When I was young, up to 14 we were still walking around with our skirts and with no tops, we went to school and the only time we wore tops or a whole dress was when we went to church but at my age we were still running around topless and there was nothing wrong with that. We went to Samoa college and I remember one guy said come and look at our photos and we went to his house and his father had all these nude paintings of girls just in their skirts going to school and it made me think ‘oh’, it made me feel it’s dirty and I realised, I said ‘are we doing the wrong thing?’ But then it made me really angry.
Interview with Pusi Urale, 2013 (1)
Pinks, peaches, yellows, blues and whites blend together in the 10 paintings of the Palagi female figure. Blonde Maiden, a solo exhibition by Pusi Vaele Urale, forefronts societal norms of beauty and measure. I heard grumblings from fellow visitors to the gallery that echo my own first impressions; don’t they take up enough space already?
Elisapeta welcomes you into the foyer space with her head hung. Turning into the main exhibition space the nude forms almost glow against their brightly coloured backgrounds, thickly rendered in acrylic paint. There is a frank approach to shading and tonal variation in the figures. Each painting is bordered by intricate Samoan designs with some almost seeming to claustrophobically enclose the Palagi women within. This tension is continued with the Samoan Tatau adorning each of the figures. Bold geometric patterns in indian ink sit on top of creamy sections of the backs, legs, arms and bums of the figures. They don’t look at home on these bodies. The stark variation in material feels intentional and strangely superficial, with the indian ink sitting heavily on the soft pink flesh. The eyes of Vitoria follow you around the room openly staring from the canvas. Her blue-eyed gaze is compounded by the tight circular bordering, with a similarly bright blue background. Contemplative, Lepora covers her mouth exuding a protective gaze, which when positioned among the other women whose faces are turned away, makes her seem like the matriarch, wary of her viewers intentions.
Pusi Urale was born in Samoa in 1938. Head of the influential Urale family, she has been painting in Aotearoa for the last 27 years. With female nudes prolific in many of her works, you can’t escape the references to the warm sticky history of Western painters re-presenting Pacific Island women.
What happens when you use the nude genre as a tool?
A bi-product of colonisation is the power of dominant culture to mediate understandings of indigenous bodies. This ongoing practice continues today in all media, including contemporary art. Pusi’s works flip that concept on its head (literally), by mediating imagined Palagi bodies, and reclaiming power by being the gaze(r) not the gaze(d).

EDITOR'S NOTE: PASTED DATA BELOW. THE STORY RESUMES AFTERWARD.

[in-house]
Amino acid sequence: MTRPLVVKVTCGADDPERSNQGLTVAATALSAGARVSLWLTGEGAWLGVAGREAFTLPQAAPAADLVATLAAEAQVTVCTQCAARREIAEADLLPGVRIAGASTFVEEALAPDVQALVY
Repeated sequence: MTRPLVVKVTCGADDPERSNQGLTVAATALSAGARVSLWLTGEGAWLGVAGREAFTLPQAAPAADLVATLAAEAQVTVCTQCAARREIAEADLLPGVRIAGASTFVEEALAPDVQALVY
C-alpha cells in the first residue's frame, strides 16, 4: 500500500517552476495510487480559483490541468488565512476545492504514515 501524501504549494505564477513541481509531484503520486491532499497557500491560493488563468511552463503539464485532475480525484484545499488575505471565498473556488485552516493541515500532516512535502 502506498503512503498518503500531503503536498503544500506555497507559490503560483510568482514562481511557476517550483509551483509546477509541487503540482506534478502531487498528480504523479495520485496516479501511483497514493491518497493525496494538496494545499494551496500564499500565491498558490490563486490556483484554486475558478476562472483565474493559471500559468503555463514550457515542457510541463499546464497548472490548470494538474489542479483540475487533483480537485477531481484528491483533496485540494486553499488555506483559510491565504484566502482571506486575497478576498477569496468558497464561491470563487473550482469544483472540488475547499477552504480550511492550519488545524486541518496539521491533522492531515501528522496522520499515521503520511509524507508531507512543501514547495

I can’t think about the ‘legacy’ of artists like Gauguin — who the exhibition texts highlights as someone Urale is referencing — without thinking of Teha’amana his first 13 year old ‘native wife’ or vahine. Teha’amana appears in many of his works alongside his other subsequent vahine. I also am reminded of the gruesome detail that his death was brought on by complications with his long standing chronic affliction of Syphilis.
Looking to artists from the past like Gauguin with the rose-tint that they ‘didn’t know better’ quietly perpetuates this violence today. Urale is reminding us — through calm movements and soft spoken words — that just because this is normal in an age where whiteness dominates…. It is not normal. John Berger’s essay in Ways of Seeing;
‘The art of the past no longer exists as it once did. Its authority is lost. In its place there is a language of images. What matters now is who uses that language for what purpose…. A people or class which is cut off from its own past is far less free to choose and to act as a people or class than one that has been able to situate itself in history. This is why – and this is the only reason why – the entire art of the past has now become a political issue.’ (2)
It would be amiss to view this series solely within the canon of the nude in the Pacific. There is a curiosity underneath the surface level subversion of an archaic and violent western tradition. There is a respect and maturity in the way the nude figure is rendered in Urale’s work. She avoids the deep, dark feeling of anxiousness which is created by the male gaze, replicated by so many ‘anthropologist’s’ in history, and continually reproduced by young male artists today. This is a process based contemplation of the Palagi figure. Urale toys with nudity and vulnerability alongside tensions between cultural transference, appropriation and exchange. There is an intentional breaking of cultural codes here, and in breaking them you are forced to look beyond the figure.
Taking these ideas with a touch as light as Pusi’s, has a very powerful nuanced reclamation. Each soft brush stroke paints a different story, lightly revealing the space that has been taken away.
- Urale. P, 2013, D.A.N.C.E. art club presents Our Mums, video/ 21.08min
- Berger. J, Ways of Seeing, 1972, pg 33